NURSES SHOULD TAKE STAND IN EDUCATING THEIR PATIENTS OVER HEALTH RISKS OF TOO MUCH SITTING
As responsible health advocates, nurses should also exercise educating their patients concerning health risks from too much sitting.
Recent research found that sitting for too many hours per day, or sitting for long periods without breaks, increases a wide range of health risks. As a matter of fact, sitting has now been recognized as “the new smoking”.
Just as nurses can efficiently teach smoking cessation education, they can also improve their patient’s health and public awareness by discussing sitting's harm effects.
Linda Eanes, EdD, MSN, assistant professor at the University of Texas Rio Grande Valley, Edinburg, School of Nursing, said in a recent integrative literature review in the September issue of the American Journal of Nursing, "Nurses have a pivotal role to play in increasing public awareness about the potential adverse effects of high-volume and prolonged uninterrupted sitting,"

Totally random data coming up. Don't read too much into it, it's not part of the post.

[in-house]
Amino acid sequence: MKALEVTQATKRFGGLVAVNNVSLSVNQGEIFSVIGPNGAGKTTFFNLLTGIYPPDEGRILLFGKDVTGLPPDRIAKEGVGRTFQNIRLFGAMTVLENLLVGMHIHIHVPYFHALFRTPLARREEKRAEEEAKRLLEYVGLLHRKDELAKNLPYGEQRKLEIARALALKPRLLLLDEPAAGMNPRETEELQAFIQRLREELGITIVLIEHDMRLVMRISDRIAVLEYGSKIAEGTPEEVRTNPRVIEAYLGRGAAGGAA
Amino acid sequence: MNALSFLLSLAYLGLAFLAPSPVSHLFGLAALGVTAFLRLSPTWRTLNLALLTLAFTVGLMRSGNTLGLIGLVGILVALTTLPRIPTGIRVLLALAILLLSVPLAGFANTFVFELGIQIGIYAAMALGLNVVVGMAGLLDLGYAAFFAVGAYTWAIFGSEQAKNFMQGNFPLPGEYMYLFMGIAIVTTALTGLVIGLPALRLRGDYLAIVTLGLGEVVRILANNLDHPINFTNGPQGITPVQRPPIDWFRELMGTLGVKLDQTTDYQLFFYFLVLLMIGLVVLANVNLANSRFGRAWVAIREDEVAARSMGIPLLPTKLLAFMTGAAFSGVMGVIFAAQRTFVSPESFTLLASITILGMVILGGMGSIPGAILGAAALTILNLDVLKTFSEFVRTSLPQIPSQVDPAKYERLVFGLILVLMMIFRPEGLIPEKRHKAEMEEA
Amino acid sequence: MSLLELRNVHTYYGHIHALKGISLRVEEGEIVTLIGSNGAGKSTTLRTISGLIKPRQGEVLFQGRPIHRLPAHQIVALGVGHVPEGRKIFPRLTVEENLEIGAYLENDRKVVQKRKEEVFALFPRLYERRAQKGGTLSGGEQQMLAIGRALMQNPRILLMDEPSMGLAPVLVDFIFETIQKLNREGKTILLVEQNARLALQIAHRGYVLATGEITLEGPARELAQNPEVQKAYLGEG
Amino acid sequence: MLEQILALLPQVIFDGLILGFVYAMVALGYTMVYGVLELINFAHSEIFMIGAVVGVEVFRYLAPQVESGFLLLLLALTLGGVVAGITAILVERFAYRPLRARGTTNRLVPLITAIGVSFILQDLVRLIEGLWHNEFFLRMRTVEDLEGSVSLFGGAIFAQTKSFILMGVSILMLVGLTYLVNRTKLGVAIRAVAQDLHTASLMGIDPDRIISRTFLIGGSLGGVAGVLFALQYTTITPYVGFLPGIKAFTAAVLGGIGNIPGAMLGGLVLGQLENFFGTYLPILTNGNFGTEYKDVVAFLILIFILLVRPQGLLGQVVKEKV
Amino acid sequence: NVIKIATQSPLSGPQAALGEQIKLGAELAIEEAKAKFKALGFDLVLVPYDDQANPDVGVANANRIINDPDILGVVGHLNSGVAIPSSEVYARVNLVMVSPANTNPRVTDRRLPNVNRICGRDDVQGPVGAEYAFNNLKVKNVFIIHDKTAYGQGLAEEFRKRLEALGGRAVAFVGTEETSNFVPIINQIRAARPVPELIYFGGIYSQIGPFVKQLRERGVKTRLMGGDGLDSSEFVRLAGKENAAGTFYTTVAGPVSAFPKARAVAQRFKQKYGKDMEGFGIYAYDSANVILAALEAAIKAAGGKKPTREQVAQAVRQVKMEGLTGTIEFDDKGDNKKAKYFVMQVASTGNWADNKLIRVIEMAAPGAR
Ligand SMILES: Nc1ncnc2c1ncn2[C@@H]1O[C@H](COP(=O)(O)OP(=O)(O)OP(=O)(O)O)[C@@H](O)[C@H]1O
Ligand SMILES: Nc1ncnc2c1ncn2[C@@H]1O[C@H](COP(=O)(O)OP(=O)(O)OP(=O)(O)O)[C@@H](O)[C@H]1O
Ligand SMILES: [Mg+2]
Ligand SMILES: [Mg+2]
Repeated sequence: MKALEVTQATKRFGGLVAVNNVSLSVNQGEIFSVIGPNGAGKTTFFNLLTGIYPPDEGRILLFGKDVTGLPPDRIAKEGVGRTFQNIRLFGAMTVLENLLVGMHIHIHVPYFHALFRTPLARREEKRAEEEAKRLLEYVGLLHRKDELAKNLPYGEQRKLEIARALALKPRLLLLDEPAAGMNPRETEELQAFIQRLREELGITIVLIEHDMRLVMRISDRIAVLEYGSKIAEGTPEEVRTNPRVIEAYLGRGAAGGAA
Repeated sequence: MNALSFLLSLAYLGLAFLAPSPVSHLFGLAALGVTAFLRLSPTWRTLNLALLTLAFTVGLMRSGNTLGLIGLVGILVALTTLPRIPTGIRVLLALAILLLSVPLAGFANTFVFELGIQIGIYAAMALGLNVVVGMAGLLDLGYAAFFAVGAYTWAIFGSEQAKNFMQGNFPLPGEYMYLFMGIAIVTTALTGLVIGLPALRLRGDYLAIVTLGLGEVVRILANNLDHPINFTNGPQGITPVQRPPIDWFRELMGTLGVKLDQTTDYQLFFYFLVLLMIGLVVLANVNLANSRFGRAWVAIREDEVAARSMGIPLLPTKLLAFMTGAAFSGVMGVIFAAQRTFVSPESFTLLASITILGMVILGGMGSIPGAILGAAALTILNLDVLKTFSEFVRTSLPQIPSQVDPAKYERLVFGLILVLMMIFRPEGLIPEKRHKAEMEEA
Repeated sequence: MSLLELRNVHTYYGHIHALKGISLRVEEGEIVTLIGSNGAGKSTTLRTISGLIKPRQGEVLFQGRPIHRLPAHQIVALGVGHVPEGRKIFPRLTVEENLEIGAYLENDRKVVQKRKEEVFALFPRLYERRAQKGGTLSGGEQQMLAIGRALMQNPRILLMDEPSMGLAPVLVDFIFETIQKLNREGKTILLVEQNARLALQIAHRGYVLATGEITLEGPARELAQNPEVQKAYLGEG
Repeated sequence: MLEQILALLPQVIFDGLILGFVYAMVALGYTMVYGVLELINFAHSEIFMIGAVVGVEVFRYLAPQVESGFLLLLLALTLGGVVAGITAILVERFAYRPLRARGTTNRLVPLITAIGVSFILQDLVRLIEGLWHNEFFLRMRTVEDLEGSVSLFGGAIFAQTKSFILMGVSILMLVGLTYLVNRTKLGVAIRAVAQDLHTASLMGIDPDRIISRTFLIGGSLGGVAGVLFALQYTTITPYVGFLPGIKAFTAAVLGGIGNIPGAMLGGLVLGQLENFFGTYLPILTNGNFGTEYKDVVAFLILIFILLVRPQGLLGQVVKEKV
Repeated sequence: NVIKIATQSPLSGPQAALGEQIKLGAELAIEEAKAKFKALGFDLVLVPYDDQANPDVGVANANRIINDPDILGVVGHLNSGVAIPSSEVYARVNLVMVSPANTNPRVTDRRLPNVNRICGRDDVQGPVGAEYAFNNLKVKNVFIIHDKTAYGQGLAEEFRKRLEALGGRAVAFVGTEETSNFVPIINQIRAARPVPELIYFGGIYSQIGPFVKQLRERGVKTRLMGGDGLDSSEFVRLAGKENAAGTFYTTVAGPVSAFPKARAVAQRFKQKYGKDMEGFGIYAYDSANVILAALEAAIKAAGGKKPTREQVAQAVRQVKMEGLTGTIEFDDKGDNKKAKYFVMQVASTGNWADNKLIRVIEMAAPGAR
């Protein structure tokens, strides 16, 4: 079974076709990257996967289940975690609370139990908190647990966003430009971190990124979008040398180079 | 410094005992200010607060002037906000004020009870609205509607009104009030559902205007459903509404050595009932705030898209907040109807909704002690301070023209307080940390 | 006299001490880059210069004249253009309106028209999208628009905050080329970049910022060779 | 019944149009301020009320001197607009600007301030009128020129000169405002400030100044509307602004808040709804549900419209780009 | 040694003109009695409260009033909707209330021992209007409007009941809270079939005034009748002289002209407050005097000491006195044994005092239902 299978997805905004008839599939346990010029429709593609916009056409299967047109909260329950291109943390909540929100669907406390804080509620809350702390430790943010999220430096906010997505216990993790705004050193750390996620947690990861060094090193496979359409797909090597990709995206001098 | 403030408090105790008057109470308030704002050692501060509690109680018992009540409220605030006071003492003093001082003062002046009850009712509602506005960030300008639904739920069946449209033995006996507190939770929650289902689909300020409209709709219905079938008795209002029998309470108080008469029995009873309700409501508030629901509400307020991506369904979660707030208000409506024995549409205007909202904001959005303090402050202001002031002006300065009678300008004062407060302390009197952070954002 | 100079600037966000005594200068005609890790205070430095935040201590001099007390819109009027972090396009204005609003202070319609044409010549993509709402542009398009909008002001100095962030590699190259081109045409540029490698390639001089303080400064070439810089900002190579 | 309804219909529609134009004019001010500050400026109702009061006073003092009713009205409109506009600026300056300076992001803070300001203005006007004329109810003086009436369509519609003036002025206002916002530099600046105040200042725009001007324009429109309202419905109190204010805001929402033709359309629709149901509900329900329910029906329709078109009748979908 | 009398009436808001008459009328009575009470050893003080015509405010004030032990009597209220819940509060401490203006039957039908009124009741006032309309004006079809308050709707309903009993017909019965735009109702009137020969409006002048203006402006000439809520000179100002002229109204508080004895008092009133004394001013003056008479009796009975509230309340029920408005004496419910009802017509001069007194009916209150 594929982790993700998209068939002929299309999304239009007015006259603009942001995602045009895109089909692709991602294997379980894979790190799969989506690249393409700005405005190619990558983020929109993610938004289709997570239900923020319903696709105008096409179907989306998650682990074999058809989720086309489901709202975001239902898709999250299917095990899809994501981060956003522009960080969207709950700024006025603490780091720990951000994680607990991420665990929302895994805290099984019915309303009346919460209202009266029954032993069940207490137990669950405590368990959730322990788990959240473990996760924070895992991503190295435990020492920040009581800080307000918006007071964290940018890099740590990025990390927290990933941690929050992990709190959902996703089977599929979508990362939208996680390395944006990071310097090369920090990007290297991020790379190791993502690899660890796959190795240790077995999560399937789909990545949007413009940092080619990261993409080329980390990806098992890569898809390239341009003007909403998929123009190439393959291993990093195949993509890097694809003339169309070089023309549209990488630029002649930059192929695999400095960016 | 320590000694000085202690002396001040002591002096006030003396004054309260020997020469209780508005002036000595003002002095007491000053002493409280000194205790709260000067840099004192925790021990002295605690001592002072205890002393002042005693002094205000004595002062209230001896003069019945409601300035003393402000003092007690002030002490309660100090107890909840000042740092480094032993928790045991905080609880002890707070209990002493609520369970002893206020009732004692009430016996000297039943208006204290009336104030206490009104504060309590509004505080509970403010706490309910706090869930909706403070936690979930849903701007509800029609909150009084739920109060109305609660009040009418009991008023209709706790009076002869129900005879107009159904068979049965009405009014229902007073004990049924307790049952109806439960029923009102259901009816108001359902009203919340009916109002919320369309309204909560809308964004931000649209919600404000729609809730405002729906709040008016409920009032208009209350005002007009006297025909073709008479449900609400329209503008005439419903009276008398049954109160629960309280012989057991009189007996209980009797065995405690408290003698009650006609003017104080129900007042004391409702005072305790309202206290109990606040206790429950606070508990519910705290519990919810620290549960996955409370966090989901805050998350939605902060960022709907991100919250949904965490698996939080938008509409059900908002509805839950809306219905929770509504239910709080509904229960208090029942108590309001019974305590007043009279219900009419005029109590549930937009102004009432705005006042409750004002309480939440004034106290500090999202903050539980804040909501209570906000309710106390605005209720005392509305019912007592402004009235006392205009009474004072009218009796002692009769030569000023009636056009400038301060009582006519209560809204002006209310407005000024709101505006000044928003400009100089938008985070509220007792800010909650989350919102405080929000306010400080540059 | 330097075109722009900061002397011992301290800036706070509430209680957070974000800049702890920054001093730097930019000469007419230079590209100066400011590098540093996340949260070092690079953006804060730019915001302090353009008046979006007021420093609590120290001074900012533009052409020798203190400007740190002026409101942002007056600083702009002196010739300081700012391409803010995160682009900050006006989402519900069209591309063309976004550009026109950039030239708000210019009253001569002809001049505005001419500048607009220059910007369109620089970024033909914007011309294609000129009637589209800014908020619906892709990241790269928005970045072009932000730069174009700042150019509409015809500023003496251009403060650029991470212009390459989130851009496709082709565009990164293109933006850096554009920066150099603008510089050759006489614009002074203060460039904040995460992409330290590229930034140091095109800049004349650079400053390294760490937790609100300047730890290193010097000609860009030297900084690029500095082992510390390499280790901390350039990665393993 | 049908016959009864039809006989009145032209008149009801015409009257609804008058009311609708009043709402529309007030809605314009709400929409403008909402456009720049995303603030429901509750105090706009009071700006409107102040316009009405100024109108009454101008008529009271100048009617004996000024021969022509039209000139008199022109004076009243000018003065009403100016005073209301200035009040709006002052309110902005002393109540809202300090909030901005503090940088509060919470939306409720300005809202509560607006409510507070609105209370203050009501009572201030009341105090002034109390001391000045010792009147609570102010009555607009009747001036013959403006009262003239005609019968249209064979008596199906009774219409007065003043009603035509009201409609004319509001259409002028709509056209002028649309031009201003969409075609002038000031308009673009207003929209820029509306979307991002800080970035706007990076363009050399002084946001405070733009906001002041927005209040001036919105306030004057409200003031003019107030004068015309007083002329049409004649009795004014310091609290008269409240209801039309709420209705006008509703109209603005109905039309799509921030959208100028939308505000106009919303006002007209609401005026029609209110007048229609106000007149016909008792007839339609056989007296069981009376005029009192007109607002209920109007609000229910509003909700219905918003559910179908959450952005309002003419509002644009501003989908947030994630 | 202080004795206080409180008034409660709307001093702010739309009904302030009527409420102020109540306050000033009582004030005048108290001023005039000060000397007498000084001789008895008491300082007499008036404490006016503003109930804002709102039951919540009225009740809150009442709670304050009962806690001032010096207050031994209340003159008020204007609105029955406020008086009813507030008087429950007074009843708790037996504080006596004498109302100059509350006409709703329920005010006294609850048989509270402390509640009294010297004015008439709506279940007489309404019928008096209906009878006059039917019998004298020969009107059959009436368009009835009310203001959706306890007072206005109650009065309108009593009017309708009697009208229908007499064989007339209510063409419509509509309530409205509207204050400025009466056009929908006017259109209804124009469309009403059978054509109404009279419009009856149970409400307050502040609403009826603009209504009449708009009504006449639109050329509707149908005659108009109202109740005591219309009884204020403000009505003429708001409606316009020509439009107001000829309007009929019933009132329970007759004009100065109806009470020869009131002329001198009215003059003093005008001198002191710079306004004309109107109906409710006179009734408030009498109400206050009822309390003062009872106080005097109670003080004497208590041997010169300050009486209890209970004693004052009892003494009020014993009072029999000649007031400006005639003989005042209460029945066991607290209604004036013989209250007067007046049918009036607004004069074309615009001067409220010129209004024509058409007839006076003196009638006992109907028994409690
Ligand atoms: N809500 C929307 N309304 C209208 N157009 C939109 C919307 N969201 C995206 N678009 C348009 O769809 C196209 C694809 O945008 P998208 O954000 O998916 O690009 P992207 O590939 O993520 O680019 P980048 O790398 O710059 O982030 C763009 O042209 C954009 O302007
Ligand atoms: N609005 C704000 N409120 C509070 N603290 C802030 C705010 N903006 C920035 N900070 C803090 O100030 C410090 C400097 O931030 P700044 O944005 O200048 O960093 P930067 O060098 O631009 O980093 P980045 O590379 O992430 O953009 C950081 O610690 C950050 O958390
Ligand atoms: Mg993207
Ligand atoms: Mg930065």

Studies show that there is direct relationship between prolonged sitting and the risk of several chronic health conditions, regardless of whether a person is physically active. Sitting for seven or more hours per day, and for prolonged uninterrupted sitting can further increase health risks.
Health risks from too much sitting include:
- cardiovascular disease
- all-cause mortality
- increase risk of certain cancers, including ovarian, endometrial, and colon cancer
Nurses can actively engage in educating patient through proposing interventions like:
- using a standing desk
- frequent walking or standing breaks
- setting computer or smartphone reminders for brief physical activity breaks during the day
Erudite Nursing Institute™ encourages nurses to responsibly educate their patients through simple advices of not sitting for longer periods and citing health risks connected with it.
Note: The foregoing article is copyrighted and may not be reproduced in part or entirety without advance written permission. For permissions or editorial corrections, contact: Ms. Kelsey Hanna, khanna@EruditeNursing.education